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Spring is in the air

It’s back to school for us today, but with a definite hint of spring in the air to soften the blow. Actually, I don’t mind too much, and am hoping that this term my offspring might be a bit healthier and we can actually settle into our new routine, which involves me being able to write while Sophia is at pre-school. Watch this space!

daffodils

We had a lovely half term. For the first part of it I took the children up to Liverpool to see my parents. The first morning we were there, they whisked the children off to the Storybarn in Calderstones Park, leaving me curled up in my pyjamas with a good book and a warm pain au chocolat. I then managed to stir myself to have a long, luxurious, uninterrupted shower – even more of a treat because our shower at home has been broken for three weeks and so I’ve been having baths and rinsing my hair under the taps with a tupperware tub!

The children had an amazing time at the Storybarn, and their enthusiasm definitely makes me think it’s something we’ll want to do again on a future visit to Liverpool. Anna especially absolutely loves books, reading, stories and the world of make-believe. She’s currently two and a half chapters into writing her own first novel – an adventure story which shows a strong Blytonesque influence, as well as a vivid imagination of her own, and she is rarely seen without her head in a book. Definitely like mother like daughter! Sophia loves stories too, but she also likes to be on the move, and Storybarn gave her lots of chances for active play as well. She was particularly taken with the giant bubble machine.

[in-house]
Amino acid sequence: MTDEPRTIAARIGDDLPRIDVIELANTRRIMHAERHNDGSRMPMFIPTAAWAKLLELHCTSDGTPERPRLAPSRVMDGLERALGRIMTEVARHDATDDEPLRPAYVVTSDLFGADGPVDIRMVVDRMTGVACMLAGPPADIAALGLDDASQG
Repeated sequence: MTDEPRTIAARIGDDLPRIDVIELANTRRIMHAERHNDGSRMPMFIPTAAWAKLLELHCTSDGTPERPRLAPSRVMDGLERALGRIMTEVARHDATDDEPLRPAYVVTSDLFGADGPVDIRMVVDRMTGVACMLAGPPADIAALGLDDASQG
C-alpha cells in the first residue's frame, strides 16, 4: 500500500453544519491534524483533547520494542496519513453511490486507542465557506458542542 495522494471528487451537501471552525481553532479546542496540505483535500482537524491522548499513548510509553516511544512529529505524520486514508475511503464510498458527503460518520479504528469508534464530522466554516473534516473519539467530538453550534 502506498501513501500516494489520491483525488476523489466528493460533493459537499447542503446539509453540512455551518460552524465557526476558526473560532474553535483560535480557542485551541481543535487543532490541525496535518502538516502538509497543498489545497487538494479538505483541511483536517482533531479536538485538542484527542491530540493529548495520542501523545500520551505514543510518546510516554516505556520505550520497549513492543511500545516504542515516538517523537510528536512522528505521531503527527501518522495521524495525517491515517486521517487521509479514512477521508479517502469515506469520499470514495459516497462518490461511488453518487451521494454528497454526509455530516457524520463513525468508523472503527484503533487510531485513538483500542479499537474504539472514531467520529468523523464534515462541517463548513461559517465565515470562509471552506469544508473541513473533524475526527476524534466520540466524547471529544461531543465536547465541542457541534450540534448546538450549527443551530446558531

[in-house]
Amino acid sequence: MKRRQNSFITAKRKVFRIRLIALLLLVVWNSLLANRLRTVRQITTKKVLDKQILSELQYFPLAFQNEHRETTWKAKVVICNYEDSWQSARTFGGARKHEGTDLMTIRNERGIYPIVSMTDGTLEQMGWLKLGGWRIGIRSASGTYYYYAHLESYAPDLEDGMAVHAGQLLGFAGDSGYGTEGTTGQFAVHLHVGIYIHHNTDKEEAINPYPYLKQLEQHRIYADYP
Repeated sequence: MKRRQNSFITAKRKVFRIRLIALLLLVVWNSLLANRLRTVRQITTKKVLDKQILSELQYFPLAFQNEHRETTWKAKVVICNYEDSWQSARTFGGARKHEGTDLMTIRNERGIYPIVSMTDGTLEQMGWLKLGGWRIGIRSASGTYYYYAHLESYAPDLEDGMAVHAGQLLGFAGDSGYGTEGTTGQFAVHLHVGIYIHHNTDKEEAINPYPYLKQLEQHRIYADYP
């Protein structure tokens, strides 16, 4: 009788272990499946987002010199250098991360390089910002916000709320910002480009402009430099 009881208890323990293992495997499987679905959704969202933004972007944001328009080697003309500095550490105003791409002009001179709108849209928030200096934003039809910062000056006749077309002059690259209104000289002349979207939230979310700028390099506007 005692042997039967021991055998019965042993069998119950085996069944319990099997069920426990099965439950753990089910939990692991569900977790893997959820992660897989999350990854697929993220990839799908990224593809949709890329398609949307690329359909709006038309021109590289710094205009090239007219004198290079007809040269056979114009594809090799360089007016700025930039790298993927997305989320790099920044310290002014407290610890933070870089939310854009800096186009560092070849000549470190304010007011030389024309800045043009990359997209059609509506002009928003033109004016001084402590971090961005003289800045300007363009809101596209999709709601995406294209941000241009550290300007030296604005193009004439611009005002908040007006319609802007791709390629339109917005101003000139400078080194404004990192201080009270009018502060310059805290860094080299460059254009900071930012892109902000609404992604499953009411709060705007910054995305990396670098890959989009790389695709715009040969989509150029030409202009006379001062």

We had a lovely family time when my brother and sister-in-law came over for the day. The children had the time of their lives playing with Uncle Matt and Auntie Esther. They went for a walk in the woods and climbed on log bridges (Uncle Matt soaking his feet in a ditch to rescue Anna when she got stuck!), played a long game of Scrabble, which I had been teaching Anna the day before, read endless stories, had cuddles and generally gave them lots of the patient, loving, one-on-one attention which aunties and uncles are really good at.

We also went to the World Museum in Liverpool, where Anna enjoyed the dinosaur trail and Sophia marvelled at the enormous dinosaur skeleton and the tanks of tropical fish. And of course, no trip to Liverpool would be complete for us without a visit to the Waterstones in Liverpool One – one of my favourite bookshops in the country, and with such an incredible children’s area.

flap-reading

Back in London we had some lazy time at home, and I was self-sacrificially devoted enough to let Anna do painting and crafts. I know. It had better be a good Mother’s Day present. In the meantime I have two beaded, sequinned, beribboned octopus/jellyfish type creations to find homes for. We also headed to St Albans for the day to visit the Roman museum and remains because Anna is ‘doing’ Romans at school this term.